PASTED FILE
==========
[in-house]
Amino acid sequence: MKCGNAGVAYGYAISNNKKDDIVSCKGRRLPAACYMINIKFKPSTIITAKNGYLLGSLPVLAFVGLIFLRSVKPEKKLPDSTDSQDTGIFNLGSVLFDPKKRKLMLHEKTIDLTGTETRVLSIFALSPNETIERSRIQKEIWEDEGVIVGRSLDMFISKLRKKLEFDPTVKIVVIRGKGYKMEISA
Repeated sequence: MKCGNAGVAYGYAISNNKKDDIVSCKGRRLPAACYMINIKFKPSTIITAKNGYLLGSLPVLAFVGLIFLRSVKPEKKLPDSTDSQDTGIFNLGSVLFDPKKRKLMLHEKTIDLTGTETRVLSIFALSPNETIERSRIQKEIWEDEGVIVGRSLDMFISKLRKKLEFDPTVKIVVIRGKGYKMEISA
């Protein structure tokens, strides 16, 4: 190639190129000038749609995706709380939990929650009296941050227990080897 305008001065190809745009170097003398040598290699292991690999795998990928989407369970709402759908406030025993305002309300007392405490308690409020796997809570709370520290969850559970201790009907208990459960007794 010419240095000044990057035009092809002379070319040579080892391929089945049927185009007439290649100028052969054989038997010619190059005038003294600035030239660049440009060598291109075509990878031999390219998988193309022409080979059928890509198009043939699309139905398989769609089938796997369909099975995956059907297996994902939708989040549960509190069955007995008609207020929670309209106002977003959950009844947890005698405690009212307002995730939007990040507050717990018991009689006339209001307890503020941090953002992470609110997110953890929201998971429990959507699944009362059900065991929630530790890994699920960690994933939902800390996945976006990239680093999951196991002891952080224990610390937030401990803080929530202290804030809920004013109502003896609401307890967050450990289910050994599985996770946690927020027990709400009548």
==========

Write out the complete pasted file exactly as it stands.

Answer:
[in-house]
Amino acid sequence: MKCGNAGVAYGYAISNNKKDDIVSCKGRRLPAACYMINIKFKPSTIITAKNGYLLGSLPVLAFVGLIFLRSVKPEKKLPDSTDSQDTGIFNLGSVLFDPKKRKLMLHEKTIDLTGTETRVLSIFALSPNETIERSRIQKEIWEDEGVIVGRSLDMFISKLRKKLEFDPTVKIVVIRGKGYKMEISA
Repeated sequence: MKCGNAGVAYGYAISNNKKDDIVSCKGRRLPAACYMINIKFKPSTIITAKNGYLLGSLPVLAFVGLIFLRSVKPEKKLPDSTDSQDTGIFNLGSVLFDPKKRKLMLHEKTIDLTGTETRVLSIFALSPNETIERSRIQKEIWEDEGVIVGRSLDMFISKLRKKLEFDPTVKIVVIRGKGYKMEISA
């Protein structure tokens, strides 16, 4: 190639190129000038749609995706709380939990929650009296941050227990080897 305008001065190809745009170097003398040598290699292991690999795998990928989407369970709402759908406030025993305002309300007392405490308690409020796997809570709370520290969850559970201790009907208990459960007794 010419240095000044990057035009092809002379070319040579080892391929089945049927185009007439290649100028052969054989038997010619190059005038003294600035030239660049440009060598291109075509990878031999390219998988193309022409080979059928890509198009043939699309139905398989769609089938796997369909099975995956059907297996994902939708989040549960509190069955007995008609207020929670309209106002977003959950009844947890005698405690009212307002995730939007990040507050717990018991009689006339209001307890503020941090953002992470609110997110953890929201998971429990959507699944009362059900065991929630530790890994699920960690994933939902800390996945976006990239680093999951196991002891952080224990610390937030401990803080929530202290804030809920004013109502003896609401307890967050450990289910050994599985996770946690927020027990709400009548």